I've been feeling some (self-imposed) pressure to post pictures of my Christmas tree, after Bekah the Christmas tree extremist and Christina the normal person with only one tree posted pictures of theirs. The problem is that I'm at the opposite end of the spectrum as Bekah.
I didn't get a real Christmas tree this year, since I have a table-top fake tree with bendable wire branches and pre-loaded white lights. But I wasn't sure if the tree was in the black-widow-infested shed or in the storage unit, and I was too busy (or too intimidated by the prospect of black widows) to go looking for it.
I started my shoe store job this past Sunday, at which time I discovered that if you're on your feet all day for hours at a time with only a 45-minute break for lunch, your feet end the day feeling as though they've been pounded on the bottom with boards. It makes you want to sit and put your feet up, not venture outside to face vermin while you're armed only with a broom.
My job itself is fun (if I'm not thinking about my feet). It's the kind of work that someone with OCD tendencies can excel at, and I've confirmed that I have a mild case of it. When I'm not helping customers find shoes or telling them about our sale, my task is to straighten out the shoes. They're displayed in boxes. The left shoe needs to be turned with the sole against the left side of the box, and the right shoe should ideally be on the right with the top of the shoe showing (if it fits that way) and the toe pointed toward the floor. That way, the customer can easily see what the shoe looks like.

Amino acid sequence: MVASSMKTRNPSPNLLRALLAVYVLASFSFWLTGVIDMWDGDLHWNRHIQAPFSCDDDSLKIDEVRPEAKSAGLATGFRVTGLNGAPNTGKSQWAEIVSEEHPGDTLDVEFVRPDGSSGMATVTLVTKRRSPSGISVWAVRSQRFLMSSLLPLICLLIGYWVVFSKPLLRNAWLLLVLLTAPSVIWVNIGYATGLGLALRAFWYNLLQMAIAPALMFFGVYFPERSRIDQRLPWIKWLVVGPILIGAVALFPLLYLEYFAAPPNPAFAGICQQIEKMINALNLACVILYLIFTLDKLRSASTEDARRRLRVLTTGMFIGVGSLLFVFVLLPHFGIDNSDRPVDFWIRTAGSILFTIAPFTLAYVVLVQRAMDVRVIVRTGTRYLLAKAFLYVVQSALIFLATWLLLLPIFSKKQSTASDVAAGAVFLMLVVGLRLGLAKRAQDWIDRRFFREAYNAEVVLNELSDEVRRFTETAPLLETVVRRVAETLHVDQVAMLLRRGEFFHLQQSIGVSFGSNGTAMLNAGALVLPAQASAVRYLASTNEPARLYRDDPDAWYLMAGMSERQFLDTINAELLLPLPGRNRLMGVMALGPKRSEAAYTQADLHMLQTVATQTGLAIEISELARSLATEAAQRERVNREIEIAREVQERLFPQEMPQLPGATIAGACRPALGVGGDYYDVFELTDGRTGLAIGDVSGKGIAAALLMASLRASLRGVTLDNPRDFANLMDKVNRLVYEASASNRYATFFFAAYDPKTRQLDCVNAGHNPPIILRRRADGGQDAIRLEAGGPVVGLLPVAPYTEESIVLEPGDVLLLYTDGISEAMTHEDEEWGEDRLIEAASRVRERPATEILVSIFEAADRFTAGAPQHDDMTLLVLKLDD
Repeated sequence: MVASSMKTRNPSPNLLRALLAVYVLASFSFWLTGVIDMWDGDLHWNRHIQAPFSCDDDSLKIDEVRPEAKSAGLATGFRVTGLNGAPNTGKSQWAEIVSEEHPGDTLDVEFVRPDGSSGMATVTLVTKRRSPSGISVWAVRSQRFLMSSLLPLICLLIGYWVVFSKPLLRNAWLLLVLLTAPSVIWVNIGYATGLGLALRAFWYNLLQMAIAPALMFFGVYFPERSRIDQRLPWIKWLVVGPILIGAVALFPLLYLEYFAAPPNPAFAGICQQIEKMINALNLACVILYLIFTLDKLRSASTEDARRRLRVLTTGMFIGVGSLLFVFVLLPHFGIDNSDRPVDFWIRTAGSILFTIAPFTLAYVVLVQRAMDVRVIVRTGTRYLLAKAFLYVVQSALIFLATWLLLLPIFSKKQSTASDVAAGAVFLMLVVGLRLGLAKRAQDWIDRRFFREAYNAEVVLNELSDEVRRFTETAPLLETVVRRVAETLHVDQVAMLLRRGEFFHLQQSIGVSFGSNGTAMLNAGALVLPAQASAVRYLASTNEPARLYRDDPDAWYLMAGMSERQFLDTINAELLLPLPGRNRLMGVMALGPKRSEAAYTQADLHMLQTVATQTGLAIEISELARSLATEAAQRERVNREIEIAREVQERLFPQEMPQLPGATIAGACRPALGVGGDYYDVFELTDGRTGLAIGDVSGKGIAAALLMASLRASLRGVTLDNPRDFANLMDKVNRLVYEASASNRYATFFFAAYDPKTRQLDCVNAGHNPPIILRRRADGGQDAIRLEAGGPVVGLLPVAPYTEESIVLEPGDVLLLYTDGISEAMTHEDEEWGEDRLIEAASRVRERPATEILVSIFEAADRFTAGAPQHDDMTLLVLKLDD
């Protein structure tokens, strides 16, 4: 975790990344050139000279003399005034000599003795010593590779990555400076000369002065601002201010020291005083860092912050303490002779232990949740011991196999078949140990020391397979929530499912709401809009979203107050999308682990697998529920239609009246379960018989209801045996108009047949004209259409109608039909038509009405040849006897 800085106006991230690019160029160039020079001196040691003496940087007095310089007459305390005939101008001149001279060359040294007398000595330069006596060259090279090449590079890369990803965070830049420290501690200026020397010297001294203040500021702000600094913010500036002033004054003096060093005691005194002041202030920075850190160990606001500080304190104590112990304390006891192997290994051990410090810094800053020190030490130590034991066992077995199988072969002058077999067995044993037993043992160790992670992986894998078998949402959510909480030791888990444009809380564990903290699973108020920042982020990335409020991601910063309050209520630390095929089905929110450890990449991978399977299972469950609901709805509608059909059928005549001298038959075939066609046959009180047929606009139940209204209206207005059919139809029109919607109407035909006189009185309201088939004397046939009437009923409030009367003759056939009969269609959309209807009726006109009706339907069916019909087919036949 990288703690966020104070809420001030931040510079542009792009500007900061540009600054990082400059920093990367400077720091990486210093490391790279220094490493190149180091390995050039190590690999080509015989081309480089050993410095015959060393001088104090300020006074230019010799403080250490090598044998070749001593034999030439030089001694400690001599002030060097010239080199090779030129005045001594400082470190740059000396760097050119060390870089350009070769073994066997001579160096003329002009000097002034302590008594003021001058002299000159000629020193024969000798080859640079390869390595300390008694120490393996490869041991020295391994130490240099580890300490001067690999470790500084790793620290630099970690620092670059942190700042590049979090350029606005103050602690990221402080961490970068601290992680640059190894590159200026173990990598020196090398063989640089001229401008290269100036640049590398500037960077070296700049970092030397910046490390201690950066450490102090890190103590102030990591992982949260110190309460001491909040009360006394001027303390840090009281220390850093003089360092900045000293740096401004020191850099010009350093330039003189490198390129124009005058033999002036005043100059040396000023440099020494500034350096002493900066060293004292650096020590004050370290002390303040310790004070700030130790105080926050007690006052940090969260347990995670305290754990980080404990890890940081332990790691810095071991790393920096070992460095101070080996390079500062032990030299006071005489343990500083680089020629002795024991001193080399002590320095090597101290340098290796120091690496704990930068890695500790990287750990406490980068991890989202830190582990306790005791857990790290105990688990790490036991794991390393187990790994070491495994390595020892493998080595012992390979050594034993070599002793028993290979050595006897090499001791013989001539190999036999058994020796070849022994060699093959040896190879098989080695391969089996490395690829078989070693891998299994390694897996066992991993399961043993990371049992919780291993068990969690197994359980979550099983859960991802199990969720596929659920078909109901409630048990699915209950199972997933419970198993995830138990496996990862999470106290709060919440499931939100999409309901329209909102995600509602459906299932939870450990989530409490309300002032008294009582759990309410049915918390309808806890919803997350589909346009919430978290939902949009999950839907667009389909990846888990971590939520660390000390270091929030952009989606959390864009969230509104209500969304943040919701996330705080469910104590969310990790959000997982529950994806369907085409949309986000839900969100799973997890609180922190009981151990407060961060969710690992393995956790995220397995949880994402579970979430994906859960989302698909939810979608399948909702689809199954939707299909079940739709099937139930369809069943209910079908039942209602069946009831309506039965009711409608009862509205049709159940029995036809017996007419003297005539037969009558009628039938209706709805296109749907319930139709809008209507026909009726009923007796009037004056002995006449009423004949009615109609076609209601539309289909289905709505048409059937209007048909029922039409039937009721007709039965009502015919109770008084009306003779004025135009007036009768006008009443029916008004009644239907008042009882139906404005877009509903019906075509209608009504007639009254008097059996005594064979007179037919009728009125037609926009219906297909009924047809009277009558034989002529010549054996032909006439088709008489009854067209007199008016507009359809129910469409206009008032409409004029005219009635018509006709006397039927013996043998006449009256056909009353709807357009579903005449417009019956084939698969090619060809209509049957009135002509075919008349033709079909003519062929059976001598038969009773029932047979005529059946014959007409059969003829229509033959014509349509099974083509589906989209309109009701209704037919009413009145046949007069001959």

But customers take the shoes out of the boxes to look at them or try them on, and when they (hopefully) put them back, they don't do it the right way. That's OK, though, because I've been reminded of my late mother-in-law's philosophy of Christmas gift giving: She had fun shopping for us, and then we could take the receipt to the store and get what we really liked. Everybody would win that way. So at the store, the customers get to shop to their heart's content, and then I'll straighten up the boxes when they've finished. It's all good.
Until I finish my shift and don't know how I can make my feet walk me out to my car. They do, but as I mentioned, there's nothing left for finding the tree.
There was one year, when the kids were in their early teens, when I waited just a day too long to buy a real tree. The trees had been in the lot one day, and then they were gone when I showed up to buy one. So I took the fake ficus tree (made with real wood trunks) downstairs, and we hung ornaments on it and put the presents around it.
Another year, when it was their dad's turn to have them for Christmas, I didn't even buy a tree. When they came back to my house and we exchanged gifts, I draped a tablecloth over the foos-ball table in the dining room, and we put the presents on the floor in front of it.
So my kids don't really expect much from me, and this year they weren't disappointed. This was our Christmas tree:
The blue pot in the middle, with the red bow on it, is a real tree. It's just not very big. Its (his) name is Sammy Seed-sa, and he's our avocado seed that sprouted. He had a central stem and root, but I broke the end of the root off one time when I was giving him fresh water, and the tip of the stem withered. Then some of the other nubs in the core of the seed sprouted upward, while the root got about a dozen new shoots, and when he seemed strong enough with four burgeoning "trunks," my daughter planted Sammy in a new pot.
You can't get much less of a Christmas tree than this without dispensing of the whole tree idea entirely. But we liked our festive Sammy just the same.
After our ham dinner, the three of us (my daughter, my son, and I) spent the evening playing Mexican Train Dominos. It couldn't have been better, even with a genuine Christmas tree.